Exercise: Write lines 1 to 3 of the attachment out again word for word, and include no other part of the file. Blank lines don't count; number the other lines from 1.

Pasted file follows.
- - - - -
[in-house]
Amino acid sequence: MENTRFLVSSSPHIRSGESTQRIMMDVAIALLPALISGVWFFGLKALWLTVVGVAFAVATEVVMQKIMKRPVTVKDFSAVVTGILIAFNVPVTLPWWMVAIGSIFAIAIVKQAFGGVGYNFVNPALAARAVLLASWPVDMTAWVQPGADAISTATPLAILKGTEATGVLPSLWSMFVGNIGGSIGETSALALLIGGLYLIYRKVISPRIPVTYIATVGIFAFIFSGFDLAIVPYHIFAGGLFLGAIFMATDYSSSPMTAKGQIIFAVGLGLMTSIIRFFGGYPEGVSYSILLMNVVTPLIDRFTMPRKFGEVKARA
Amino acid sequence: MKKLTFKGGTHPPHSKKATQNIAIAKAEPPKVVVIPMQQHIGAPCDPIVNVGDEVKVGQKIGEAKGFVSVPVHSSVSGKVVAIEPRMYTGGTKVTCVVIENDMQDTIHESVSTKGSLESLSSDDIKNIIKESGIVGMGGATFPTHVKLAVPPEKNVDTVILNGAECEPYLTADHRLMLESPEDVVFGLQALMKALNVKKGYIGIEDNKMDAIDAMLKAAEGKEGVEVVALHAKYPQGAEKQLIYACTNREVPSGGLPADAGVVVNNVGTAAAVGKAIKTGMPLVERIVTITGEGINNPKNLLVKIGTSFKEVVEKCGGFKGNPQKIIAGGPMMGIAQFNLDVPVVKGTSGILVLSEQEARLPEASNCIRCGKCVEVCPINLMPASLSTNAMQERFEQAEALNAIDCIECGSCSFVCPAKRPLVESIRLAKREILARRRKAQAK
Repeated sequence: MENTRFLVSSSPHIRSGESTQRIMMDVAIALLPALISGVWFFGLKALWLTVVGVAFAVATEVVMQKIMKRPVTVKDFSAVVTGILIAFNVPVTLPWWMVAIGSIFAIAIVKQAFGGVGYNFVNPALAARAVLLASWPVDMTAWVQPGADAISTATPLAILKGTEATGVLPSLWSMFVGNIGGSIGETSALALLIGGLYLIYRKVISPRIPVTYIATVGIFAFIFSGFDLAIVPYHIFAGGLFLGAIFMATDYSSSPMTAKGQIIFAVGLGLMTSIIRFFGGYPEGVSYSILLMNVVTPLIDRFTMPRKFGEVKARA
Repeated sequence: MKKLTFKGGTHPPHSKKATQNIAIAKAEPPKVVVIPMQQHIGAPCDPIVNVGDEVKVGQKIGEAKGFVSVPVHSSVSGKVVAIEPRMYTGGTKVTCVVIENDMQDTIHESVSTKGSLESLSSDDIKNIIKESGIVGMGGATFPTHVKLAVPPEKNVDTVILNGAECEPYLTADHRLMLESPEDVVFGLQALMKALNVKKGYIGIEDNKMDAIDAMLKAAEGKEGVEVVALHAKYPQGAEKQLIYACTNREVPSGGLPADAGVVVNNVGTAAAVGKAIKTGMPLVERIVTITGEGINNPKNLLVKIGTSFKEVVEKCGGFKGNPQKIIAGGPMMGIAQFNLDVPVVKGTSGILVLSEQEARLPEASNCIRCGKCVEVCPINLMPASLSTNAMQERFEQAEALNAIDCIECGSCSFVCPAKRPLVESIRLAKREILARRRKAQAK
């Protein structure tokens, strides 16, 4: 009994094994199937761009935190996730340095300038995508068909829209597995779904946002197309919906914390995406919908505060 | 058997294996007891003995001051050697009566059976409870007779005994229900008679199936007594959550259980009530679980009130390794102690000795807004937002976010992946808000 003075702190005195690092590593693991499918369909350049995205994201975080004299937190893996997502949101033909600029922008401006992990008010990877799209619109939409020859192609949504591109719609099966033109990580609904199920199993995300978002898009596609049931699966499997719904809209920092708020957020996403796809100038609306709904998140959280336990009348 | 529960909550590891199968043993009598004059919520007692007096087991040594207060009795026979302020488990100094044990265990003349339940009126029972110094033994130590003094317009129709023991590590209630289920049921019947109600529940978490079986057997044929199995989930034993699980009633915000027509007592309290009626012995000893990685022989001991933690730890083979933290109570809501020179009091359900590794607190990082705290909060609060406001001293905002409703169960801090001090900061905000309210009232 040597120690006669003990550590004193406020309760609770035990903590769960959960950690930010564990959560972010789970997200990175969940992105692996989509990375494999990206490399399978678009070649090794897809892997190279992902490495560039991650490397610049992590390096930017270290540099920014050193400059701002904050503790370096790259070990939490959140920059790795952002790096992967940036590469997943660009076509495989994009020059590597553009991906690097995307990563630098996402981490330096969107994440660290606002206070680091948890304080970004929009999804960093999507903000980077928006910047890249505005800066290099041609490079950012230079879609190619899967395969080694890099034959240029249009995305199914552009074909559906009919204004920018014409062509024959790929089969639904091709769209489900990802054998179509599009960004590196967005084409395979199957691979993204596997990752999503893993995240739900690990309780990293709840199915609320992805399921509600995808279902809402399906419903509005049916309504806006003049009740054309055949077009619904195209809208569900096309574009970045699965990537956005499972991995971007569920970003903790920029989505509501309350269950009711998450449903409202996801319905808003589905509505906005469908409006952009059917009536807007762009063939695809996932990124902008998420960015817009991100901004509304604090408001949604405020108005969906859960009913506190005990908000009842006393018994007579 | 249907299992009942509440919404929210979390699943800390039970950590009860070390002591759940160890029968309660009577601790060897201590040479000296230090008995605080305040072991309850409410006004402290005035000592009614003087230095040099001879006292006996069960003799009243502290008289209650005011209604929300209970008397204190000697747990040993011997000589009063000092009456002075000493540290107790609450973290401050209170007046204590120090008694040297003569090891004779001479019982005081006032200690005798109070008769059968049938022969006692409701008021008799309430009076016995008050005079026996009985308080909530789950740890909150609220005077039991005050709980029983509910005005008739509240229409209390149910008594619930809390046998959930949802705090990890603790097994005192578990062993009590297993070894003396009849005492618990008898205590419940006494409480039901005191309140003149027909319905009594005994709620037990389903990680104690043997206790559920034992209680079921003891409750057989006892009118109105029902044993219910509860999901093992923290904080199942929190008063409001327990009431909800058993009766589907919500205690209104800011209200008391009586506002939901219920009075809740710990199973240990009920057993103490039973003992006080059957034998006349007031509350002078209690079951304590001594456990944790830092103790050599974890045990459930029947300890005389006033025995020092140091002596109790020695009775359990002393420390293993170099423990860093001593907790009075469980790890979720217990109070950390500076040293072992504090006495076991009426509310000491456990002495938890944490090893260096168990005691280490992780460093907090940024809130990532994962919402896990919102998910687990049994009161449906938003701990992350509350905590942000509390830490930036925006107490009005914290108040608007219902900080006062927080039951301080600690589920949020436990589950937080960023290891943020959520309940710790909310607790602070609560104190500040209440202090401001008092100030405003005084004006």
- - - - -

[in-house]
Amino acid sequence: MENTRFLVSSSPHIRSGESTQRIMMDVAIALLPALISGVWFFGLKALWLTVVGVAFAVATEVVMQKIMKRPVTVKDFSAVVTGILIAFNVPVTLPWWMVAIGSIFAIAIVKQAFGGVGYNFVNPALAARAVLLASWPVDMTAWVQPGADAISTATPLAILKGTEATGVLPSLWSMFVGNIGGSIGETSALALLIGGLYLIYRKVISPRIPVTYIATVGIFAFIFSGFDLAIVPYHIFAGGLFLGAIFMATDYSSSPMTAKGQIIFAVGLGLMTSIIRFFGGYPEGVSYSILLMNVVTPLIDRFTMPRKFGEVKARA
Amino acid sequence: MKKLTFKGGTHPPHSKKATQNIAIAKAEPPKVVVIPMQQHIGAPCDPIVNVGDEVKVGQKIGEAKGFVSVPVHSSVSGKVVAIEPRMYTGGTKVTCVVIENDMQDTIHESVSTKGSLESLSSDDIKNIIKESGIVGMGGATFPTHVKLAVPPEKNVDTVILNGAECEPYLTADHRLMLESPEDVVFGLQALMKALNVKKGYIGIEDNKMDAIDAMLKAAEGKEGVEVVALHAKYPQGAEKQLIYACTNREVPSGGLPADAGVVVNNVGTAAAVGKAIKTGMPLVERIVTITGEGINNPKNLLVKIGTSFKEVVEKCGGFKGNPQKIIAGGPMMGIAQFNLDVPVVKGTSGILVLSEQEARLPEASNCIRCGKCVEVCPINLMPASLSTNAMQERFEQAEALNAIDCIECGSCSFVCPAKRPLVESIRLAKREILARRRKAQAK